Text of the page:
HAMBURG (Reuters) - A new German grand coalition government would seek tougher regulations in the European Union for labeling of meat from farm animals that have eaten genetically-modified organisms (GMOs), a policy draft showed.
Angela Merkel’s conservatives and the Social Democrats (SPD) are starting a decisive week of German coalition talks and are negotiating policies.
“The coalition would seek an EU labeling duty for products from animals which have been fed with genetically-modified plants,” said a draft of a coalition agricultural policy document seen by Reuters on Monday.
Any such policy would have to be agreed and approved by the European Union via a lengthy process.
If introduced, the labels could potentially have a significant impact on livestock production as many European consumers might be reluctant knowingly to eat GMO-fed meat.
Currently most soybean-based animal feed, which is mainly imported from the United States and South America, contains GMOs while other grains that are often domestically grown for animal feed mostly do not. Soy-based feed is valued and widely used for its high protein content.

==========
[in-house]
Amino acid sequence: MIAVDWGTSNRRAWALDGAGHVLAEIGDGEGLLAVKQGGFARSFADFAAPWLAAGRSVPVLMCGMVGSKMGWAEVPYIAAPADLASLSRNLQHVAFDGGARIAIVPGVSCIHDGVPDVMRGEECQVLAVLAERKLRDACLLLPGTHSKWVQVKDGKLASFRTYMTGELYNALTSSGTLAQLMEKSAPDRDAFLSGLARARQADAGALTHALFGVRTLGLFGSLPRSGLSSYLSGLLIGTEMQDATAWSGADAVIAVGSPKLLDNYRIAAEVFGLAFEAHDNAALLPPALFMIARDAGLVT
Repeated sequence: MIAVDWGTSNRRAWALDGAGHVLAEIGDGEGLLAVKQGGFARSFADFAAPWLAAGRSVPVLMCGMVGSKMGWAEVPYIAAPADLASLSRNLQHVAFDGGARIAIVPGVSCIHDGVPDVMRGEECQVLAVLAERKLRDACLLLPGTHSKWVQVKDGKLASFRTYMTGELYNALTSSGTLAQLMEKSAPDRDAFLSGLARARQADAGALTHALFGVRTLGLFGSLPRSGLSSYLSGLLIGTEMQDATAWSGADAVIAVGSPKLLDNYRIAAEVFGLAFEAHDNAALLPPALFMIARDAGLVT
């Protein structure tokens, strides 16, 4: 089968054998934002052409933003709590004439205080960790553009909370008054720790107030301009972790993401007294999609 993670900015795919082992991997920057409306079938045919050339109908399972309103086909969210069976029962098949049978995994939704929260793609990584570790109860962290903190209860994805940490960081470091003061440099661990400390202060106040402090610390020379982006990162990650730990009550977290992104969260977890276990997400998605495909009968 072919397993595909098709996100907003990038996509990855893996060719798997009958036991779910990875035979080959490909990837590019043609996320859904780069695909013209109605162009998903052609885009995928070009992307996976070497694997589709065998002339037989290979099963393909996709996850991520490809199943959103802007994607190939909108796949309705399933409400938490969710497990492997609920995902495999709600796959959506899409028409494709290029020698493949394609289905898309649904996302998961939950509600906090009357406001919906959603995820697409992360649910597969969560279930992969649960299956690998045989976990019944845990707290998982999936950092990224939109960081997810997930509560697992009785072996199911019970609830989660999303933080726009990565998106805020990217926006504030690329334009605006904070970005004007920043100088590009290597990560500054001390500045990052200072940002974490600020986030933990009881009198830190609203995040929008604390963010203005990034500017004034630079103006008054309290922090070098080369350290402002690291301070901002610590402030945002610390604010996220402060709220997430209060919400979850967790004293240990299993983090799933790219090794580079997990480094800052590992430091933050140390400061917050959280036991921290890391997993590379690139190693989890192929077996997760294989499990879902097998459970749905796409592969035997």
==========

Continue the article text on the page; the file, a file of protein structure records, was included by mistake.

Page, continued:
A new coalition would retain the policy of zero-tolerance of non-approved GMOs in human food, it said.
Chancellor Merkel’s Christian Democratic Union (CDU) beat the SPD in an election two months ago but failed to secure a parliamentary majority, forcing her into prolonged talks with her arch-rivals.
The parties are expected to overcome their remaining differences and divide up cabinet posts this week.
The draft agricultural policy document said the conservatives and SPD have not yet been able to agree whether to continue current German policy restricting GMO cultivation.
A decision will be made later about whether Germany would make use of possible new EU rules which would enable countries to prevent farmers from growing GMO crops even if they had been approved for cultivation at EU level, the document said.
Former German Agriculture Minister Ilse Aigner had taken a tough stand against GMO cultivation but she left the government after the German election in September to return to local politics.
A new coalition would start a new initiative to improve welfare of farm animals, the document said. Restrictions on use of antibiotics on farm animals agreed before the election will be introduced as planned, it said.
The coalition would also press for an EU-wide ban on animal cloning and an EU ban on imports of cloned animals or their meat, it said.
The coalition would also seek EU-wide freedom from patent laws on conventional plant seeds.
Some seed companies have caused controversy by seeking to stop farmers producing seeds which are patented.
Reporting by Michael Hogan and Hans-Edzard Busemann; Editing by Anthony Barker